This is an interesting interview with Italian horror director Umberto Lenzi.
Lenzi was responsible for many Italian and joint European production throughout his film career and the bulk of his work has mostly focused on genres like peplum, giallo, horror, spy, and exploitation films.
‘Nightmare City‘ was released in 1980, the same year that Lenzi released his controversial film ‘Eaten Alive‘ (which was filmed before the notorious ‘Cannibal Holocaust‘ which dominated the headlines in the same year).
‘Nightmare City‘ was also released under the alternate titles ‘City of the Walking Dead‘ and ‘Incubo sulla cittá contaminata‘ and it deals with a radiation leak that transforms victims into blood-thirsty and flesh-hungry killers.
Not strictly a zombie film as the ghouls in this movie are not really dead, plus they can communicate and use tools and weapons. It is also the first movie that features running ‘zombies’ (or more accurately ‘infected’ victims) which was used to great effect in later movies like 28 Days Later (2002), and the Dawn of the Dead remake (2004).
‘Nightmare City‘ is not a classic by any means, but it holds a special place in the hearts of many horror and giallo fans.
The two part interview below reveals Umberto Lenzi’s approach and the statements that he was trying to make when creating ‘Nightmare City‘.. He states:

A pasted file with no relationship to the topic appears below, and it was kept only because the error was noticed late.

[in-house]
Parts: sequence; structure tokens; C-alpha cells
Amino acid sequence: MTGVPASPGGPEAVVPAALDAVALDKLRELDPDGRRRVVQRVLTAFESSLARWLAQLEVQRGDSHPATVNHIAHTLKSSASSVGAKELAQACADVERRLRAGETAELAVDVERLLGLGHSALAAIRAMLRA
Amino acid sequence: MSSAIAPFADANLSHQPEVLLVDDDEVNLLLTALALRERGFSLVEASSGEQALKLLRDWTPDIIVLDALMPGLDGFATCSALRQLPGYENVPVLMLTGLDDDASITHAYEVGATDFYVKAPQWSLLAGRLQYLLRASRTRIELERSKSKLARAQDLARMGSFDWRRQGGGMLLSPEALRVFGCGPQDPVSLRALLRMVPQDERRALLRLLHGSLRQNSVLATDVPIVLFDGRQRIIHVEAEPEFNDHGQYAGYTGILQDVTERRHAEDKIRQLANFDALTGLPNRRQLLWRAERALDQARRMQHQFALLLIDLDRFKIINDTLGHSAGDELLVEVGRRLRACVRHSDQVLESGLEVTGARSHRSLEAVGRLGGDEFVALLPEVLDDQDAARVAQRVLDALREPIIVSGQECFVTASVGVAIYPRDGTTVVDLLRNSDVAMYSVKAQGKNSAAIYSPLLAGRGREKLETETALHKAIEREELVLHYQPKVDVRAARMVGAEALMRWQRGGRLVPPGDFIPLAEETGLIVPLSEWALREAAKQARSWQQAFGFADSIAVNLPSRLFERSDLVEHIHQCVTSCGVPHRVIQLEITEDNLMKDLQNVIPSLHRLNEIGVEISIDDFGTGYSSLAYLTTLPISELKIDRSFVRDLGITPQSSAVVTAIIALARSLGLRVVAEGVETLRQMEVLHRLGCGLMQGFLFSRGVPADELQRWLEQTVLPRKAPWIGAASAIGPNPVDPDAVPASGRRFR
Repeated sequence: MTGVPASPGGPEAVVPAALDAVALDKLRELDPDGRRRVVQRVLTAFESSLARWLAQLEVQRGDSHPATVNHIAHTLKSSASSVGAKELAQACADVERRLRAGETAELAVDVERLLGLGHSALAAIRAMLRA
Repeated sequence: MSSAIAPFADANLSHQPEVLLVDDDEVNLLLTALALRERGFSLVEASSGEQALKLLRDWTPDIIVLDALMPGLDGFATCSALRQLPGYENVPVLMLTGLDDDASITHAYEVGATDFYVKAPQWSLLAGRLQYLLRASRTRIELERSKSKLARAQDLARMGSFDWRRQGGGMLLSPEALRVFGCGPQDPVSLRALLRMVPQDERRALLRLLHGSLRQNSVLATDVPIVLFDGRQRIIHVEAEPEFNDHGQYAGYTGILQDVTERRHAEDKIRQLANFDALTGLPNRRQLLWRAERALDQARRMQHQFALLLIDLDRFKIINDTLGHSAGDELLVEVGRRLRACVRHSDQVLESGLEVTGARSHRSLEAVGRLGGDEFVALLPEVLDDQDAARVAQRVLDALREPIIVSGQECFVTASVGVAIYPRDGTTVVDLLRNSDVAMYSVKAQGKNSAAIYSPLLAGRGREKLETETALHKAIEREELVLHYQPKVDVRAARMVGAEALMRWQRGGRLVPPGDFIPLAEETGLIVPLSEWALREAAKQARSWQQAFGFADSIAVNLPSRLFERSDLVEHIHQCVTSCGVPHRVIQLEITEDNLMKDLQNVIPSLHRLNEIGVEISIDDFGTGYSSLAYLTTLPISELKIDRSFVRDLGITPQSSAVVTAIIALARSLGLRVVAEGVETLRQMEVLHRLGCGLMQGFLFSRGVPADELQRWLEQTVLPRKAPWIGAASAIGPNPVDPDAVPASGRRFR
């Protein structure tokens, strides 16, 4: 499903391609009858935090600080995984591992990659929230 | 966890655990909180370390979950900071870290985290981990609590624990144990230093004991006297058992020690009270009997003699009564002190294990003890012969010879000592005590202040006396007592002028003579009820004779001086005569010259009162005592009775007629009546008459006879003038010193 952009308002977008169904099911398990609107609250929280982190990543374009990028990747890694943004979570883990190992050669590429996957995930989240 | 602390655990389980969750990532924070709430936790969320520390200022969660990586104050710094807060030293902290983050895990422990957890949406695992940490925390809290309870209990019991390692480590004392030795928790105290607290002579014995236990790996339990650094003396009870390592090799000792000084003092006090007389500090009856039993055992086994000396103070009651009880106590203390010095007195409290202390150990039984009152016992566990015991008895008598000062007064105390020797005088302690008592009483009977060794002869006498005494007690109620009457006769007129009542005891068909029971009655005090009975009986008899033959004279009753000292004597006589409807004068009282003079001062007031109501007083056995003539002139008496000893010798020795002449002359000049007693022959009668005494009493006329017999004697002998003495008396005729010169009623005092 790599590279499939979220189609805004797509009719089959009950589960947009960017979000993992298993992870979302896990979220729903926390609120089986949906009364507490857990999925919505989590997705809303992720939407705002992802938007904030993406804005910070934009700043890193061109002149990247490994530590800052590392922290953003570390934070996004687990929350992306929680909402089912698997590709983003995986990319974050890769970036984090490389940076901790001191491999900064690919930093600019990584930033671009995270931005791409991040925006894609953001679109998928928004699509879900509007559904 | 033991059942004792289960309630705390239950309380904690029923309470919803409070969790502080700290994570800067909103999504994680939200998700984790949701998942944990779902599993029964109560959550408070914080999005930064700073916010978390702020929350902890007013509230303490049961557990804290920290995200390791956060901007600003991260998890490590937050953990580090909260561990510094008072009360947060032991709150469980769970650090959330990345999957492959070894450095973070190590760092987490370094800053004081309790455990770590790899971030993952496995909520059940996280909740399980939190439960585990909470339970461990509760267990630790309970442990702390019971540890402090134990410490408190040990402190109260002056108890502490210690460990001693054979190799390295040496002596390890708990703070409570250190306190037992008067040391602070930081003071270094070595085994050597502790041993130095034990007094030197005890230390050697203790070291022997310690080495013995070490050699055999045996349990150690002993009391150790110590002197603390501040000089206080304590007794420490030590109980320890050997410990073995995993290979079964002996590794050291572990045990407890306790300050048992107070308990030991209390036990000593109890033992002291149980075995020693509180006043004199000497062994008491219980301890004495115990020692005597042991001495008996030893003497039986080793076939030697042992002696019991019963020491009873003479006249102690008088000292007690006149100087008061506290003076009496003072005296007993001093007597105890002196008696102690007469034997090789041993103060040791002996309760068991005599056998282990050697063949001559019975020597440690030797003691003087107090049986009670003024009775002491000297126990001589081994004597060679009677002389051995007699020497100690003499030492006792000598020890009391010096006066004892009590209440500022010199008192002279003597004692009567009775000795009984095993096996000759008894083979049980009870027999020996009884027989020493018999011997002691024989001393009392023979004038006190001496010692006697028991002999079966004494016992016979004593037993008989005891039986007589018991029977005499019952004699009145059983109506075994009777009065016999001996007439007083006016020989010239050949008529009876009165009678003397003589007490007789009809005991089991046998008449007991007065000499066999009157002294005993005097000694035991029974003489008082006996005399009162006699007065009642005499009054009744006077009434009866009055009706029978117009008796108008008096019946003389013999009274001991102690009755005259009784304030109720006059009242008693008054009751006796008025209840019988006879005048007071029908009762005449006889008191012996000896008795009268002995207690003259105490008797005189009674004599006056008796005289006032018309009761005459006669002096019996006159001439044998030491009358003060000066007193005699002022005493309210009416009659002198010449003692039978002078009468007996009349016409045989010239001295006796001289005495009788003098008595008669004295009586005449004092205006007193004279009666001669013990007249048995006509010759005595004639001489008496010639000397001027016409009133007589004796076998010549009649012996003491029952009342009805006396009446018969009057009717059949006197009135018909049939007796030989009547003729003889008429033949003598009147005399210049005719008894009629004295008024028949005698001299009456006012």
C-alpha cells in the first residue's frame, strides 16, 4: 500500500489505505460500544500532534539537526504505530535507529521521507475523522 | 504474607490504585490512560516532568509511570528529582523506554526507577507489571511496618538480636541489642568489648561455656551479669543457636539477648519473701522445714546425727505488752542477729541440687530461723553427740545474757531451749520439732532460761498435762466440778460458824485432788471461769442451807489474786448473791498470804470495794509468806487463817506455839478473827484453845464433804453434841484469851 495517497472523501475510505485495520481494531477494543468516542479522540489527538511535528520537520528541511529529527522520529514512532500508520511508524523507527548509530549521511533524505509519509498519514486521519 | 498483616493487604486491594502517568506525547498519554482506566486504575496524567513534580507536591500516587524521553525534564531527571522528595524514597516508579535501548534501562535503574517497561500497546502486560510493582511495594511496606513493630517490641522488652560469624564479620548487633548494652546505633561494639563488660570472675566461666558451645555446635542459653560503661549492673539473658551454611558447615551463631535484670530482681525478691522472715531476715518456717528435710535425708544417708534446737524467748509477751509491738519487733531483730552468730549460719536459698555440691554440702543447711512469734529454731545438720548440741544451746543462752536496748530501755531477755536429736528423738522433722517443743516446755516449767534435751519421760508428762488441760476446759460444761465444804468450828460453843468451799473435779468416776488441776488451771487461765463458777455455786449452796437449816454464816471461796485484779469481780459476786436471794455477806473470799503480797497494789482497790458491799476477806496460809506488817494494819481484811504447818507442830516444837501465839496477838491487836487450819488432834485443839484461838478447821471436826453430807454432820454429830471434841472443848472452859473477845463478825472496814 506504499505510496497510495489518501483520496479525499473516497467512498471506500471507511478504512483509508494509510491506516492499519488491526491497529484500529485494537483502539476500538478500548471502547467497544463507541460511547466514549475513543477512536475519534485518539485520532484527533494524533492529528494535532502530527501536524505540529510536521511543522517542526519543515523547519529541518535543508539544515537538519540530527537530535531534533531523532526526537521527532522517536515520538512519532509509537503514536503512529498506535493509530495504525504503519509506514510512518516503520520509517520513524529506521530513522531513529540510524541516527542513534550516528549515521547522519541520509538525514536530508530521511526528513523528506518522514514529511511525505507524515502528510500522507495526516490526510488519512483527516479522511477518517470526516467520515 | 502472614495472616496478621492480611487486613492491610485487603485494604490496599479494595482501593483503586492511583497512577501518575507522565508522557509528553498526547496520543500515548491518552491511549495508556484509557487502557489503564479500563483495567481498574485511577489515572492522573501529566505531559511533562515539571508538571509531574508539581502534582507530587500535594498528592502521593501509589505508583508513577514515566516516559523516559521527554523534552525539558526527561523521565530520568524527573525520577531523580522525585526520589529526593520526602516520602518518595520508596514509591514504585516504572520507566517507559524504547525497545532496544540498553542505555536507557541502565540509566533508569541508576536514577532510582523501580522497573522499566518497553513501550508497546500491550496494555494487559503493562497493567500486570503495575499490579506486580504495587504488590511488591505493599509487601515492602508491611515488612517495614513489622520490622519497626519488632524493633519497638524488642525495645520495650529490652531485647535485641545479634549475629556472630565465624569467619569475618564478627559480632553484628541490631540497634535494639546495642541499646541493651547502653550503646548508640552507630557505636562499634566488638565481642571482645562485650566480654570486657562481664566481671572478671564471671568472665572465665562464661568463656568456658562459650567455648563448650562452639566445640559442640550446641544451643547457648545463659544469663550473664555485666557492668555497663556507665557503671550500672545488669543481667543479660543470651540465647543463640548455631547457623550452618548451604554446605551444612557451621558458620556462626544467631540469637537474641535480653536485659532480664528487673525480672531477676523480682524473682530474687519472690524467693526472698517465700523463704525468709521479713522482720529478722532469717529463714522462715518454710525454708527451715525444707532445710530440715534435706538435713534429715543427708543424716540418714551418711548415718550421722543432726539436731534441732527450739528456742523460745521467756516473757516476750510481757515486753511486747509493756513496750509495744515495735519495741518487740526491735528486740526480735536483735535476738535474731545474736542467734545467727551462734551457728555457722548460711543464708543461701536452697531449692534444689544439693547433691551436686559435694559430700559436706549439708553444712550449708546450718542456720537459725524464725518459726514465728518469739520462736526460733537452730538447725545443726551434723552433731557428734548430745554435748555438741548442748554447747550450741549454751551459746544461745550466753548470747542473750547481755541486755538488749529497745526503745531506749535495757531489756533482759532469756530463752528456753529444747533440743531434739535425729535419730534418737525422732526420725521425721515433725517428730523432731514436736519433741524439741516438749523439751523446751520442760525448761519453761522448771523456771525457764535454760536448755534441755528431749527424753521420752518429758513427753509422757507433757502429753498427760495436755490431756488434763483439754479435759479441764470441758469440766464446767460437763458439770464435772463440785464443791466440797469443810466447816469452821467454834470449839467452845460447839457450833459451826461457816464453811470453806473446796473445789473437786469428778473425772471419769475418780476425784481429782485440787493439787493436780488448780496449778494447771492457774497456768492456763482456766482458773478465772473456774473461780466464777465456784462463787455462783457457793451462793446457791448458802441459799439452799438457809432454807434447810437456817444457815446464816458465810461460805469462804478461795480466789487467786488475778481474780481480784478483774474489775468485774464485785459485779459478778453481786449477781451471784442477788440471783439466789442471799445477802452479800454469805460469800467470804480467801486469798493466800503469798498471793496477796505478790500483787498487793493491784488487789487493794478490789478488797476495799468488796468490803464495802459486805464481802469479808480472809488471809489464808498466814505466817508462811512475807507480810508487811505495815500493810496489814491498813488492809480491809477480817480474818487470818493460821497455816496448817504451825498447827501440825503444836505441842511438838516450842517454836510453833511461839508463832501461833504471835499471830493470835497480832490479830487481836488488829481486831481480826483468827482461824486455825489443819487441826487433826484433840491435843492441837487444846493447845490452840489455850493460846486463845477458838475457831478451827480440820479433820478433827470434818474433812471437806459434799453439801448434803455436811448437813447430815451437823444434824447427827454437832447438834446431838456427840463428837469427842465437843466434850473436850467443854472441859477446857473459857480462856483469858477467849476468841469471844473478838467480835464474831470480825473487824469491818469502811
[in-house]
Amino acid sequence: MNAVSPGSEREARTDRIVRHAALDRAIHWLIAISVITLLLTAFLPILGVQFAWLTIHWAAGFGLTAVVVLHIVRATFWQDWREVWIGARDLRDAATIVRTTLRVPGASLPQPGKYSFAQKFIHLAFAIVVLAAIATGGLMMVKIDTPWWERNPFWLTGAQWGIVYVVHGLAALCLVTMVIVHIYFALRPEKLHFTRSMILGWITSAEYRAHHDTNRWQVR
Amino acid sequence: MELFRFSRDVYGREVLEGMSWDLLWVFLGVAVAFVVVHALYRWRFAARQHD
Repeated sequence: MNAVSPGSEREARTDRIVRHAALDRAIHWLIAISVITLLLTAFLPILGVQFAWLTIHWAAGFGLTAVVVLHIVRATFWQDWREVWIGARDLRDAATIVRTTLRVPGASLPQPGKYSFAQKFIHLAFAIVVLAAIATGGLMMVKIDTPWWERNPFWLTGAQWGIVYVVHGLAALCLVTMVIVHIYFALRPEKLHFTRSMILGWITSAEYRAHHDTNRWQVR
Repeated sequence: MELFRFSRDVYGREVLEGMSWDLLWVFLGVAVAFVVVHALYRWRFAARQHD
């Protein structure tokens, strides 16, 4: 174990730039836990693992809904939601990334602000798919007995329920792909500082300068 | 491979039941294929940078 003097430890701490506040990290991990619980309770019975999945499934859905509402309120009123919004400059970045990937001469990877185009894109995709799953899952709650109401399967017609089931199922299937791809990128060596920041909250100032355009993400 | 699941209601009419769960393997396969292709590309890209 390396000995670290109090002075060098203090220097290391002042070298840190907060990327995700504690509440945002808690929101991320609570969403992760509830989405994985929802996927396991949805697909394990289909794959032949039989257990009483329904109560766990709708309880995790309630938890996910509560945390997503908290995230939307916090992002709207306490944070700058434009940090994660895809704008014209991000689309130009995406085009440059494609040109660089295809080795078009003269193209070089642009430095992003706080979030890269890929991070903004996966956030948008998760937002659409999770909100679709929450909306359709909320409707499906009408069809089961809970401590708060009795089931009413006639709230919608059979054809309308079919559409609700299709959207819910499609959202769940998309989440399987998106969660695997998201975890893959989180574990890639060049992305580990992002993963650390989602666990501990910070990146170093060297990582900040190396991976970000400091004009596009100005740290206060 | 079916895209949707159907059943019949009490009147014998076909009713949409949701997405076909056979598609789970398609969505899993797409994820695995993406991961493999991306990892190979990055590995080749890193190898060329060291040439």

If you ask me, the biggest threat to society is contamination from radiation, and chemicals that cause sickness and death
He also distances himself from the script and from the distinctive (and sometimes ridiculed) visual appearance of the ‘zombies/infected’ in the film, who seem to have brown paper-mache growths on their heads and faces in order to distinguish them as ‘the infected’. Lenzi says:
The problem was the shooting script. It was horrible!. It was a script I totally hated. The producer wanted a movie with different looking zombies. When you’re only the director you are mainly just the executor of a project which has been determined from the beginning. It was one of those rare cases where I wans’t involved with the original concept.
This is an interesting stance, as Lenzi has recently associated himself with a forthcoming remake of the movie which has just been successfully crowdfunded with involvement from Tom Savini. I wonder if this means Lenzi will be stamping his vision on the new version more prominantely then he obvioulsy felt he could on the 1980 original?
Watch the Umberto Lenzi interview on ‘Nightmare City’ below: